Genes may predict patient's response to chemotherapy
Scientists at the University of Aberdeen have identified two genes that may help to identify which breast cancer patients will respond to the common chemotherapy drug docetaxel.
The drug is commonly given to patients with advanced breast cancer, but up to half of patients develop resistance to the treatment.
Using breast cancer cells grown in the laboratory, researchers have now identified variations in two genes that could be used to distinguish between those cells that are resistant to docetaxel and those that will respond to treatment.
Dr Andy Schofield, a senior lecturer at the university, commented: "For the first time, we have found two genes that identify which breast cancer cells respond to chemotherapy and which do not respond.
"We hope that in the future this will mean that before we treat patients with breast cancer with docetaxel, we can predict whether the drug will work or not using a very simple test."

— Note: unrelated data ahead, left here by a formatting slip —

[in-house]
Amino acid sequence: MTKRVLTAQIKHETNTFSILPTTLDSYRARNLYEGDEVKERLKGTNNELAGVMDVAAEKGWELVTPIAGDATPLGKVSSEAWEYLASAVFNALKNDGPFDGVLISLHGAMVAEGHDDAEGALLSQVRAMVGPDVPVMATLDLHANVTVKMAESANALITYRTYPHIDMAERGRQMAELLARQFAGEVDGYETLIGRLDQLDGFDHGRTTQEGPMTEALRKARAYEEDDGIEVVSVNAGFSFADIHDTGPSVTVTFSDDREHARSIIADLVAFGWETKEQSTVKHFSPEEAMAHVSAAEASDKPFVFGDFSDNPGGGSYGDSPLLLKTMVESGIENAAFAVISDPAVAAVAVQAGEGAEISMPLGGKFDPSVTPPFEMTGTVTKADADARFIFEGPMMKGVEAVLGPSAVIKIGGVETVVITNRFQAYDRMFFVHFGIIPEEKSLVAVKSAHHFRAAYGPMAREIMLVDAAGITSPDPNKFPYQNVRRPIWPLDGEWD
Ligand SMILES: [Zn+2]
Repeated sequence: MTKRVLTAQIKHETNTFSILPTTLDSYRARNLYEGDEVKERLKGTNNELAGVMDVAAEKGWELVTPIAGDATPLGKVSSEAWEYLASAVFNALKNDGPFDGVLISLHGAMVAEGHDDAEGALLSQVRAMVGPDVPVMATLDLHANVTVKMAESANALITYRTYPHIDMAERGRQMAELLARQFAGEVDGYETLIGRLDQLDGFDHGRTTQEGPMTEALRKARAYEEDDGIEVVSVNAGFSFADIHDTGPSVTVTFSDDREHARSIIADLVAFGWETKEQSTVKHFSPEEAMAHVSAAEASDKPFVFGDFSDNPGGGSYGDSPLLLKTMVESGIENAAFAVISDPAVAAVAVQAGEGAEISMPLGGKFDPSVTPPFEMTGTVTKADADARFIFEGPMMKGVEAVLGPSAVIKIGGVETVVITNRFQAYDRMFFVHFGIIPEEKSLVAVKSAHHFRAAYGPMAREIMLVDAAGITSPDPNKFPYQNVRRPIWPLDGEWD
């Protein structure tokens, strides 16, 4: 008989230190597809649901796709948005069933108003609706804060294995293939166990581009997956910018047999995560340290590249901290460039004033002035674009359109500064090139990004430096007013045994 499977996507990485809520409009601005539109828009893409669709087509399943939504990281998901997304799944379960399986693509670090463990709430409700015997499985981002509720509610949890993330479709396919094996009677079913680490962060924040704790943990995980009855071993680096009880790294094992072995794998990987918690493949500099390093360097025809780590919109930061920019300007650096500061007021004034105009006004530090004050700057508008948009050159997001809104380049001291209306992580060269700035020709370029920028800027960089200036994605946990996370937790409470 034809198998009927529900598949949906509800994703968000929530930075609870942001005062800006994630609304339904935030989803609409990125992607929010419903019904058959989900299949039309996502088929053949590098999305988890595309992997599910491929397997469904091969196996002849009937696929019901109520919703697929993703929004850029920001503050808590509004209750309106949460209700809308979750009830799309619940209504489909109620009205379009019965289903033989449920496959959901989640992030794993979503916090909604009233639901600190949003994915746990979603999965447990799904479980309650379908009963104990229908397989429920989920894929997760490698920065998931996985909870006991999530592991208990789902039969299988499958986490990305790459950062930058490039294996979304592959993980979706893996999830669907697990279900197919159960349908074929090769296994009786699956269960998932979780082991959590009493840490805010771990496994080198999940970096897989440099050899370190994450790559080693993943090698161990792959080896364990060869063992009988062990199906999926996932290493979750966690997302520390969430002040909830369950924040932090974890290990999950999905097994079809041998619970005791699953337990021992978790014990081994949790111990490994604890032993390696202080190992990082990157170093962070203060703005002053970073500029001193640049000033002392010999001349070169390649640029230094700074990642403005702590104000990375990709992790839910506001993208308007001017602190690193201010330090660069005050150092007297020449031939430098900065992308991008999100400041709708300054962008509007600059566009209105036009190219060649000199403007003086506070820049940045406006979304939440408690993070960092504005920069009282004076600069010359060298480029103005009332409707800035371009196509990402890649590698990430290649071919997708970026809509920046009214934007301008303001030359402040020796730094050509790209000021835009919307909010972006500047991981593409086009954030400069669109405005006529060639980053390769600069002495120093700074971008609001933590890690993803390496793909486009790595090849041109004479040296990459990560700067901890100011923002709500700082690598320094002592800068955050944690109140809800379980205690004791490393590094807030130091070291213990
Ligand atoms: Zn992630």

Co-researcher Dr Iain Brown, a postdoctoral research fellow at the university, presented the findings at the European Cancer Conference in Barcelona this week.
He noted that, although the study has so far only been conducted on laboratory-grown cells, "we do believe these results may be translated into the clinical setting and benefit the patient".
"If we find the same results in patient samples, we would expect that a simple test for predicting who would benefit from docetaxel could be developed and in clinical use within the next five years," he revealed.
"Such a test would mean that those who would not benefit from docetaxel chemotherapy could be spared its harmful side effects, and this would also reduce costs for healthcare providers."
The researchers are also testing the approach in other cancers that are treated with docetaxel, and believe it may enable them to predict whether other common chemotherapy drugs will work in individual patients.